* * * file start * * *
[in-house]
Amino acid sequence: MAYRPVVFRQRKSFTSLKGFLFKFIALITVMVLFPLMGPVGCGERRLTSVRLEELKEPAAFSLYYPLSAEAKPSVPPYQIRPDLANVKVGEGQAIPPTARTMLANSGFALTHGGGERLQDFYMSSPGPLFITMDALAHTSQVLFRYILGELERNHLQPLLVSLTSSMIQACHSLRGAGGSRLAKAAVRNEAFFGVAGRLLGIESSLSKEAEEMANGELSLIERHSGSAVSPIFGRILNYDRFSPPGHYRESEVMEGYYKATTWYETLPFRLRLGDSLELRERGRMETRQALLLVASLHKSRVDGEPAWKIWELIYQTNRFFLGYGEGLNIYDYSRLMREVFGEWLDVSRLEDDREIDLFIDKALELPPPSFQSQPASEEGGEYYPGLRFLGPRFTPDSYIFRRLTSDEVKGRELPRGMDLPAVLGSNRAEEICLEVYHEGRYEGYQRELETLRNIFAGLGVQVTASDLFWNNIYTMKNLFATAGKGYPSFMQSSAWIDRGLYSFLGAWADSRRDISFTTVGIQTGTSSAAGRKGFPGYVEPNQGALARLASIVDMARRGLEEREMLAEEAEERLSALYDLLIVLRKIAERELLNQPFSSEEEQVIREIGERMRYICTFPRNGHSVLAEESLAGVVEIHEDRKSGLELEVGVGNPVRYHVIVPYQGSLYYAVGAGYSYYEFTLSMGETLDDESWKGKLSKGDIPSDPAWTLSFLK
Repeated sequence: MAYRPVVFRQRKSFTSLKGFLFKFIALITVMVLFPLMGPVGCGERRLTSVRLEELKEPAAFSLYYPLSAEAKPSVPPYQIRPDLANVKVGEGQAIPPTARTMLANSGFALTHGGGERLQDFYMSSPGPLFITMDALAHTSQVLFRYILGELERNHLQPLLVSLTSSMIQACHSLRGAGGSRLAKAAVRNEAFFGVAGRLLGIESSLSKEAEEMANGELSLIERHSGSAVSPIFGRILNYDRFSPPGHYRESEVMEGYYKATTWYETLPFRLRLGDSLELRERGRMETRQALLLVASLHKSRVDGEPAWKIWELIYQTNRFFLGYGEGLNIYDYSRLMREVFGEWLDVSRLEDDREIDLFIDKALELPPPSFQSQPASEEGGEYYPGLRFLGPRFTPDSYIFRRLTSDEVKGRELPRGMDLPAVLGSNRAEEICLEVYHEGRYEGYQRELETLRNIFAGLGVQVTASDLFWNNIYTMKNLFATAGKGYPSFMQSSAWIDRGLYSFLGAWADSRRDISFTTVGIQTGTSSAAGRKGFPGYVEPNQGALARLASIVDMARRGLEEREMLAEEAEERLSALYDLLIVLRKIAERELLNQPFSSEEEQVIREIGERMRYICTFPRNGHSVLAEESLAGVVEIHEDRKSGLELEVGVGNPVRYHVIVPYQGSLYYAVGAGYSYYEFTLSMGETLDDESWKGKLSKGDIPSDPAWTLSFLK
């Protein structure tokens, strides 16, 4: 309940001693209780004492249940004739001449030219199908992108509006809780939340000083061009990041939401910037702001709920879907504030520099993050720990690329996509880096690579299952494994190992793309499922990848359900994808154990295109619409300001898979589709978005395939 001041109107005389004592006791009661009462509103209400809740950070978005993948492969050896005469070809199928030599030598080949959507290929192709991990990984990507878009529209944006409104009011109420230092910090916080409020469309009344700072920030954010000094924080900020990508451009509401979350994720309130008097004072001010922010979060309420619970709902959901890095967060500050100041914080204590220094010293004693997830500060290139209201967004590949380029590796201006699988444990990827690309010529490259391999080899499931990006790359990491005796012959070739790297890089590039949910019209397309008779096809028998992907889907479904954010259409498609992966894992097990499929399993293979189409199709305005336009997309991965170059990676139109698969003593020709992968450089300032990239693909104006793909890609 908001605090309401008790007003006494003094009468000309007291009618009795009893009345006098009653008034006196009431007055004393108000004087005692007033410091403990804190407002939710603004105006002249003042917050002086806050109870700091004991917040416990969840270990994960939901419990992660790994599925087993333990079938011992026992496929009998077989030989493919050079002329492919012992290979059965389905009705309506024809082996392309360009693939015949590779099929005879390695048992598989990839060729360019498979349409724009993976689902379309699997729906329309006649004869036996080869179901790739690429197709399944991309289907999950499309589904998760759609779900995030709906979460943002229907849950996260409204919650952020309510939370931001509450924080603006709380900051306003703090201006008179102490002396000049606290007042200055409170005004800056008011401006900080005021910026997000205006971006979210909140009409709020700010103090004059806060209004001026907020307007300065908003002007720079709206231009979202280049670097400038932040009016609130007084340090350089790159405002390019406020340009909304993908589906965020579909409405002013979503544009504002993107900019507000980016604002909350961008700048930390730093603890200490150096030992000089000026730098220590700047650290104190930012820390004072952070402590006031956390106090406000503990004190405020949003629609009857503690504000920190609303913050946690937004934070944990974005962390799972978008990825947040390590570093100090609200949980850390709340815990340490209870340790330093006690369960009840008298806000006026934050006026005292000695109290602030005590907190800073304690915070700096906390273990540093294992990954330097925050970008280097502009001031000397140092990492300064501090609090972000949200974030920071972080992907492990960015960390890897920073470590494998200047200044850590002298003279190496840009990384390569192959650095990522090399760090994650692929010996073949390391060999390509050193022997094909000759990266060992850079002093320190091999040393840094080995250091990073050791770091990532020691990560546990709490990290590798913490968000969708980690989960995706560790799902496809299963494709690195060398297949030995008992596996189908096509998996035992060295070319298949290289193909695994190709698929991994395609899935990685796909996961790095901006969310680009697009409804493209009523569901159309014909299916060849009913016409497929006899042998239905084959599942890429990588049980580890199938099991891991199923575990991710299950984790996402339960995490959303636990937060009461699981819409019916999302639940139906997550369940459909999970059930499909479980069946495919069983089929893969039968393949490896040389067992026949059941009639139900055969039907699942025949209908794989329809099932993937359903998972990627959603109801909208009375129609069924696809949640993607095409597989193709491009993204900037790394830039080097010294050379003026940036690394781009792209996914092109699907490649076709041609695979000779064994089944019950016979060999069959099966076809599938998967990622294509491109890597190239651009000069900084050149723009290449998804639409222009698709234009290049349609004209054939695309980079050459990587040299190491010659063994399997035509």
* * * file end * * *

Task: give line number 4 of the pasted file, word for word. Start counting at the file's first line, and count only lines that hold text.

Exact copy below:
């Protein structure tokens, strides 16, 4: 309940001693209780004492249940004739001449030219199908992108509006809780939340000083061009990041939401910037702001709920879907504030520099993050720990690329996509880096690579299952494994190992793309499922990848359900994808154990295109619409300001898979589709978005395939 001041109107005389004592006791009661009462509103209400809740950070978005993948492969050896005469070809199928030599030598080949959507290929192709991990990984990507878009529209944006409104009011109420230092910090916080409020469309009344700072920030954010000094924080900020990508451009509401979350994720309130008097004072001010922010979060309420619970709902959901890095967060500050100041914080204590220094010293004693997830500060290139209201967004590949380029590796201006699988444990990827690309010529490259391999080899499931990006790359990491005796012959070739790297890089590039949910019209397309008779096809028998992907889907479904954010259409498609992966894992097990499929399993293979189409199709305005336009997309991965170059990676139109698969003593020709992968450089300032990239693909104006793909890609 908001605090309401008790007003006494003094009468000309007291009618009795009893009345006098009653008034006196009431007055004393108000004087005692007033410091403990804190407002939710603004105006002249003042917050002086806050109870700091004991917040416990969840270990994960939901419990992660790994599925087993333990079938011992026992496929009998077989030989493919050079002329492919012992290979059965389905009705309506024809082996392309360009693939015949590779099929005879390695048992598989990839060729360019498979349409724009993976689902379309699997729906329309006649004869036996080869179901790739690429197709399944991309289907999950499309589904998760759609779900995030709906979460943002229907849950996260409204919650952020309510939370931001509450924080603006709380900051306003703090201006008179102490002396000049606290007042200055409170005004800056008011401006900080005021910026997000205006971006979210909140009409709020700010103090004059806060209004001026907020307007300065908003002007720079709206231009979202280049670097400038932040009016609130007084340090350089790159405002390019406020340009909304993908589906965020579909409405002013979503544009504002993107900019507000980016604002909350961008700048930390730093603890200490150096030992000089000026730098220590700047650290104190930012820390004072952070402590006031956390106090406000503990004190405020949003629609009857503690504000920190609303913050946690937004934070944990974005962390799972978008990825947040390590570093100090609200949980850390709340815990340490209870340790330093006690369960009840008298806000006026934050006026005292000695109290602030005590907190800073304690915070700096906390273990540093294992990954330097925050970008280097502009001031000397140092990492300064501090609090972000949200974030920071972080992907492990960015960390890897920073470590494998200047200044850590002298003279190496840009990384390569192959650095990522090399760090994650692929010996073949390391060999390509050193022997094909000759990266060992850079002093320190091999040393840094080995250091990073050791770091990532020691990560546990709490990290590798913490968000969708980690989960995706560790799902496809299963494709690195060398297949030995008992596996189908096509998996035992060295070319298949290289193909695994190709698929991994395609899935990685796909996961790095901006969310680009697009409804493209009523569901159309014909299916060849009913016409497929006899042998239905084959599942890429990588049980580890199938099991891991199923575990991710299950984790996402339960995490959303636990937060009461699981819409019916999302639940139906997550369940459909999970059930499909479980069946495919069983089929893969039968393949490896040389067992026949059941009639139900055969039907699942025949209908794989329809099932993937359903998972990627959603109801909208009375129609069924696809949640993607095409597989193709491009993204900037790394830039080097010294050379003026940036690394781009792209996914092109699907490649076709041609695979000779064994089944019950016979060999069959099966076809599938998967990622294509491109890597190239651009000069900084050149723009290449998804639409222009698709234009290049349609004209054939695309980079050459990587040299190491010659063994399997035509």